Puzzle 2


Fit the nine pieces into the frame, stacking them up tidily to form a regular tetrahedron, as shown.


This may be difficult, particularly if you don't have a physical set of the pieces.

However, with the right approach, it's easy – maybe easy enough that I can convince you of the solution without use of any physical pieces.

First, we observe that the 5-long pieces can only be placed along edges of the tetrahedron. Then observe that as they can't share a vertex, there's only one way they can both be accommodated in the tetrahedron. Put them there.

Now we will deal with the 4-long pieces. Therre's only four places the now partly-filled tetrahedron can accommodate them. So put them there.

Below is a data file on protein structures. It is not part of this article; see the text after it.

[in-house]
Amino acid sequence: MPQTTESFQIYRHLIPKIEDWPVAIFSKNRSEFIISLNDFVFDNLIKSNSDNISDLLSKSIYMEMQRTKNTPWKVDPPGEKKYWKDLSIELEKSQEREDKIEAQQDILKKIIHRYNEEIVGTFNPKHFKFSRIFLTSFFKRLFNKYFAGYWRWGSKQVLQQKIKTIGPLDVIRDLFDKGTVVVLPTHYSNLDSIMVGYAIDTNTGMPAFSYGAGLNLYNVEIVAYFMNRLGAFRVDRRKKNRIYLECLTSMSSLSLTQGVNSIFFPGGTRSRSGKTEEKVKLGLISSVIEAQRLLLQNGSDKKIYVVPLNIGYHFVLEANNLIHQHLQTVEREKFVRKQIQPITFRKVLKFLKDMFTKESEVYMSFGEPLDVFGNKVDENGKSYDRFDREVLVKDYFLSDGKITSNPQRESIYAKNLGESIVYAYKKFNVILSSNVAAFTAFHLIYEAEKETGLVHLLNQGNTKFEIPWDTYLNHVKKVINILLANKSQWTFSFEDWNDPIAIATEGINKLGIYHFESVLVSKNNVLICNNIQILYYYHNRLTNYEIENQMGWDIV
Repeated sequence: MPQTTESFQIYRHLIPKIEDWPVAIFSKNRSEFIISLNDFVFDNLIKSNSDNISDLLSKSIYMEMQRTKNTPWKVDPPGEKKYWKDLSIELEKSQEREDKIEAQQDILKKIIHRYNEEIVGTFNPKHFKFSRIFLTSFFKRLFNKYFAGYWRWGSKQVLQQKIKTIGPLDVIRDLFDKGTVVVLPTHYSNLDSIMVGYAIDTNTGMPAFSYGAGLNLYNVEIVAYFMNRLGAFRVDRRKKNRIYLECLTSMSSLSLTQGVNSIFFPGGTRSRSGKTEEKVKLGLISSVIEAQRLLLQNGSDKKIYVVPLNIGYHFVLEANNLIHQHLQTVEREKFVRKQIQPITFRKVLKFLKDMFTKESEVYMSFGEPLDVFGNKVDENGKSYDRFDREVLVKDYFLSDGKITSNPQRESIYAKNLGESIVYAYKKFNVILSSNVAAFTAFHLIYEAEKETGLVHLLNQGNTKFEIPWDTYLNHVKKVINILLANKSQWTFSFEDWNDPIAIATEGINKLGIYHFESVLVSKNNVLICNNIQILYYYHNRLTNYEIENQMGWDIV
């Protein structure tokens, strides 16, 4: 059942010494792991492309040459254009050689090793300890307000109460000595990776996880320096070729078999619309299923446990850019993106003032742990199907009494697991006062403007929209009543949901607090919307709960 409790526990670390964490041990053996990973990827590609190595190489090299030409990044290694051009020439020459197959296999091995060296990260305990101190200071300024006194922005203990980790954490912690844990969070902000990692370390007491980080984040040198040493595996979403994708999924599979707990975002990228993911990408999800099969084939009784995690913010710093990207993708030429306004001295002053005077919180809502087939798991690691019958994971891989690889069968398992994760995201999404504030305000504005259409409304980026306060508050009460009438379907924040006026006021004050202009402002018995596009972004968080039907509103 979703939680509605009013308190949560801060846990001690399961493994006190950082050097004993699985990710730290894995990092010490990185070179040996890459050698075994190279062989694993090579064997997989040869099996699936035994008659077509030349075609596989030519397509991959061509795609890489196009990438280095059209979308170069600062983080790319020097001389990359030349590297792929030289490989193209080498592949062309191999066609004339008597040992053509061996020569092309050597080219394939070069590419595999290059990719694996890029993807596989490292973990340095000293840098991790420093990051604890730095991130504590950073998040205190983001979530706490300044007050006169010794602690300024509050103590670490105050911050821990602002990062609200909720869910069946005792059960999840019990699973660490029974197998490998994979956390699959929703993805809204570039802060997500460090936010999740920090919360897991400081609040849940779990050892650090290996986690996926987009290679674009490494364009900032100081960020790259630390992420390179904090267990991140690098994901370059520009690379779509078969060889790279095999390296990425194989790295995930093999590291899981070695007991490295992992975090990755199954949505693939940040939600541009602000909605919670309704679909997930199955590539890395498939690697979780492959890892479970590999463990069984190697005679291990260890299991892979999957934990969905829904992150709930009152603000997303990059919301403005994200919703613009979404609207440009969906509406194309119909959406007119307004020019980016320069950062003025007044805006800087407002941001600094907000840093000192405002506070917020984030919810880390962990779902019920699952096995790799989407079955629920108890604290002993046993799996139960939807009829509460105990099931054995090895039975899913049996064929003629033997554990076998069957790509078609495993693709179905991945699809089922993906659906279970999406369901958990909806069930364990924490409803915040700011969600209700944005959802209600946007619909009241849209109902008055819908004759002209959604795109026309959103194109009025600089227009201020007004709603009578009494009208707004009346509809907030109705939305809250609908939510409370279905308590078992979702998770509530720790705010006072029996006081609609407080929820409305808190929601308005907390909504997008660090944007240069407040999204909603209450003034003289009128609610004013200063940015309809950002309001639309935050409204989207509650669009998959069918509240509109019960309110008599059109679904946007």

Now we find that we're left with a 3×3 square and three 3-long pieces to fill it. (If we're trying to visualise the structure this is difficult.)

The diagam to the right assumes that we have assembled the tetrahedron, and are holding it so that the two 5-long pieces are both horizontal. It shows the five horizontal "slices" that now make up the tetrahedron.

This answers question 2 at A technique in solving puzzles.